The two ends of shelf space
First, inflation is at an all-time high, and a recession is knocking on all doors. In fact, some say that inflation is now the new normal for retailers and manufacturers. Making better decisions to stock better products for consumers while increasing growth is a key concern. A focus on product functionality can be the main driver of product selection, by retailer and consumer alike.
The second determining factor is a challenge that has existed since the beginning of retailer existence: limited shelf space. Once you’re on the shelf, your next move is to start taking more space to increase sales at that retailer.
Here are the four product mix considerations you should keep in mind.
Your product in the mix
1. Keep a constant watch on the retailer data
From this vantage point, your product’s success in the category is not as important as your success with the retailer. Keep your focus on your key retailers and look at how much product that retailer moves, how much your competitor moves, and how much you move. If your products have a better sales velocity than the competition, increasing your shelf space will help the retailer make more money, faster.
2. Sort out your cannibalizing products versus incremental value products
A key part of a successful strategy is ensuring that your assortment is optimized and properly built for sustainable growth. At face value, the equation is simple: reduce the number of cannibalizing SKUs and free up space for products that are profitable and driven by consumer demand.
Using the right data, you should:
- Understand how the average consumer shops the category and see what the key product attributes they’re after.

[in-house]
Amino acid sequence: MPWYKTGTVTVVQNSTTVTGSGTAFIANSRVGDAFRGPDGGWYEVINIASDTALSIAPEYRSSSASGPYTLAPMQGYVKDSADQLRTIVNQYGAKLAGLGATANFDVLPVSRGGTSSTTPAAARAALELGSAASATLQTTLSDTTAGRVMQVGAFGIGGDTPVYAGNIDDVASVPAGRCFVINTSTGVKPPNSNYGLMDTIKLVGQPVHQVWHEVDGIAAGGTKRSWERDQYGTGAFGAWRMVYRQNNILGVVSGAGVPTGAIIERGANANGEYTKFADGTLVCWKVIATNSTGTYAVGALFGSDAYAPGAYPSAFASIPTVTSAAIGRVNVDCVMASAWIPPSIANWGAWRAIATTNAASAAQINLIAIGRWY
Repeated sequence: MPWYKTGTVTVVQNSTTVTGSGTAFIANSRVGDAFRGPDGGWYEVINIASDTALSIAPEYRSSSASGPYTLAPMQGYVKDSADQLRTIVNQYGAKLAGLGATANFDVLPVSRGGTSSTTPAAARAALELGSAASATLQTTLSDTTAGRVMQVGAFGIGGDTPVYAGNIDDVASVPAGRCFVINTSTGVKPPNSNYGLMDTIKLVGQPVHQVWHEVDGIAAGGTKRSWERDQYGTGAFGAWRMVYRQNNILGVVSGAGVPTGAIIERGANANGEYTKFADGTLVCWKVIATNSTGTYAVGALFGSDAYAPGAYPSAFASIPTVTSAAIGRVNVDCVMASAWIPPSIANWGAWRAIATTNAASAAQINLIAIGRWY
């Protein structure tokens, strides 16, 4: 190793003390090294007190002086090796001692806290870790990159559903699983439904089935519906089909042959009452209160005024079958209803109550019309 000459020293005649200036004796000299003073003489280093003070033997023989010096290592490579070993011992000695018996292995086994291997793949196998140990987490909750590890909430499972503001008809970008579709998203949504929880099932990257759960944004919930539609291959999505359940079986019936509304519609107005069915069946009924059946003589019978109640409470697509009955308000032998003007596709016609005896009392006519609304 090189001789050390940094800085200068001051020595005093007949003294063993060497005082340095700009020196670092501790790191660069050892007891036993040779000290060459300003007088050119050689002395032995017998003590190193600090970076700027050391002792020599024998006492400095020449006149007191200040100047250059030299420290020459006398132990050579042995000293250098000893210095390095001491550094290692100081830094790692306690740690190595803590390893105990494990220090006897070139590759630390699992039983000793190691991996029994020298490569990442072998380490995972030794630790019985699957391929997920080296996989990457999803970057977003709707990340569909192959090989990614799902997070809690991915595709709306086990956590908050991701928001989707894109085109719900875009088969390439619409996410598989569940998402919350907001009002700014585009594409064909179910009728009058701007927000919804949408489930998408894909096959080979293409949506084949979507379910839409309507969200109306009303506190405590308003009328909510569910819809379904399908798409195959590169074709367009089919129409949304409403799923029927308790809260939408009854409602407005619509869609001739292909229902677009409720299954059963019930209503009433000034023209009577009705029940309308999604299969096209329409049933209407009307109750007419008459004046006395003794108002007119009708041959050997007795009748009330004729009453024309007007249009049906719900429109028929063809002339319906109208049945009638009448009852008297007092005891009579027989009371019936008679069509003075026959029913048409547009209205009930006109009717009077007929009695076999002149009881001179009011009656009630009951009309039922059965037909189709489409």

- Dig deeper to see the most incremental segments and identify opportunities for expansion.
- Determine the ideal combination of products of optimal growth opportunities based on different KPIs.
3. Take a second look at your pricing strategy
Introducing new products that answer consumers’ needs while offering various flexible price tiers within a brand portfolio can be achieved with precise sales performance prediction capabilities.
4. Protect your revenue
Out-of-stock is an unfavorable situation for all involved—the consumer, the retailer and you, the manufacturer. Knowing what is missing because of supply chain disruption is the key to acting quickly and keeping shelves full of the products consumer’s demand.
Sometimes, however, production circumstances can be out of our control. In this scenario, make sure to partner with your retailer and work out a communication plan to set the consumer’s expectation on how long they will wait for stocks to be replenished. Doing this will fortify your relationship with both your retailer as a business partner and your consumer as a reliable provider.